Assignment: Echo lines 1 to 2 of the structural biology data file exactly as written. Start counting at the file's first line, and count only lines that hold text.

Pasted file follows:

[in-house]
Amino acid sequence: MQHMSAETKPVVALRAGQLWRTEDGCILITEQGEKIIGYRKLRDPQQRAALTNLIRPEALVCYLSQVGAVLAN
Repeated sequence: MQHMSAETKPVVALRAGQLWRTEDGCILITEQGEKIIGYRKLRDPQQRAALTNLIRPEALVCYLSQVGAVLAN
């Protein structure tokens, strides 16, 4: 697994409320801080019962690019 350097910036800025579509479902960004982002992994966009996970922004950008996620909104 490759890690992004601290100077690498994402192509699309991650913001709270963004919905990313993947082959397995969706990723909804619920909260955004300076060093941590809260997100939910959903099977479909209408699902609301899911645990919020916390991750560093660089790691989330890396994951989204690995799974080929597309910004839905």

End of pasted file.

[in-house]
Amino acid sequence: MQHMSAETKPVVALRAGQLWRTEDGCILITEQGEKIIGYRKLRDPQQRAALTNLIRPEALVCYLSQVGAVLAN